Red Lobster Marines Ink Not Allowed

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Friday, September 24, 2010 - 3:04pm

Disabled vet fired after supervisors notice "Devil Dog" tattoo.

Kyle Reed is pounding the pavement once again, visiting businesses all over Jacksonville, Florida looking for work.

"It's very hard. I've applied to over 10, 15 jobs," said Reed.

The job search for the disabled Marine sergeant comes after he was sent back to square one this week.

He says two weeks ago, he was finally hired by Red Lobster as a server.

"After four months of being unemployed, to have an offer like this from Red Lobster, I was very excited, very motivated," said Reed.

That motivation was dealt a surprising blow Tuesday.

"I rolled up my sleeves like they asked me to, which is part of their server dress code, and they stopped me and said I don't know if you can work today," said Reed.

Reed was sent home after managers saw a Devil Dog and tag tattoo that stretches partly down his right arm symbolizing his years of service in the Marine Corps.

"It's something that we kind of did together for our Marines that we lost," said Reed.

Reed said he was told after being hired and days of working that visible tattoos are not allowed on servers.

He said restaurant managers never told him that in the hiring process and the policy is not outlined in the employee handbook he received.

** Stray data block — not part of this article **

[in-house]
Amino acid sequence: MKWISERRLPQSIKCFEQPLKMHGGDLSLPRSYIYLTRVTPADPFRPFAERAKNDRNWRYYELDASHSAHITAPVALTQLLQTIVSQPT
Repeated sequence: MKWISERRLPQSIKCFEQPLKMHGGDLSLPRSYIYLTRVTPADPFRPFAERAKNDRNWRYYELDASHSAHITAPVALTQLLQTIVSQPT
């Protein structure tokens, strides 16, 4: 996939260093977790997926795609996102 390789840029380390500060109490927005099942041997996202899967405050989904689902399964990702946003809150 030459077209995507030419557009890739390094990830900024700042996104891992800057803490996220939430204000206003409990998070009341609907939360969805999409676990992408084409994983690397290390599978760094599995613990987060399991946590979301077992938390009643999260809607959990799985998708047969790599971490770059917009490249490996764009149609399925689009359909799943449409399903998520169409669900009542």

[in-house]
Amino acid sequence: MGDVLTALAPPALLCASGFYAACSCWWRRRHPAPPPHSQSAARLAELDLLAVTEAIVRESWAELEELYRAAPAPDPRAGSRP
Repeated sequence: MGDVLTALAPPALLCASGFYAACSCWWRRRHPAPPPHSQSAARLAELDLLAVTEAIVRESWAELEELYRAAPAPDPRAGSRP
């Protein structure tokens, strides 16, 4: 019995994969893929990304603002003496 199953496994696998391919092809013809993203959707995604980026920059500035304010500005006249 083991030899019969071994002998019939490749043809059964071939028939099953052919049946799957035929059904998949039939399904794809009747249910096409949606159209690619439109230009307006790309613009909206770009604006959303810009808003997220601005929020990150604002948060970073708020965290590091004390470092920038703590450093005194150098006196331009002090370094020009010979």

"I'm sitting there pleading with these people saying I can cover this up, I can do this, anything to keep my job and they just turned me away," said Reed.

Reed is honorably discharged from the Marines and no longer able to serve due to a disability.

He's now back in school, and said he desperately needs a job to make a living.

"They took it away. They took it away," said Reed.

He's frustrated that he's having to start all over again.

"I got very emotional. I'm just someone trying to make an honest living, trying to do the right thing," said Reed.

He plans to fight for what he feels he deserves.

"I still want my job that I earned and was told that I had, instead of having it taken away from me with no way of me grabbing it back," said Reed.

Reed is now planning to go through a process called peer review, which means managers from different locations hear his story and make a decision about whether he should be employed at the restaurant.

A manager at Reed's former employer referred questions to the restaurant's corporate office.

Calls and e-mails to the office were not returned.

According to Reed, managers said his tattoo wouldn't prevent him from working in the kitchen at the restaurant.

Since none of those positions are open, they had to terminate him.
 

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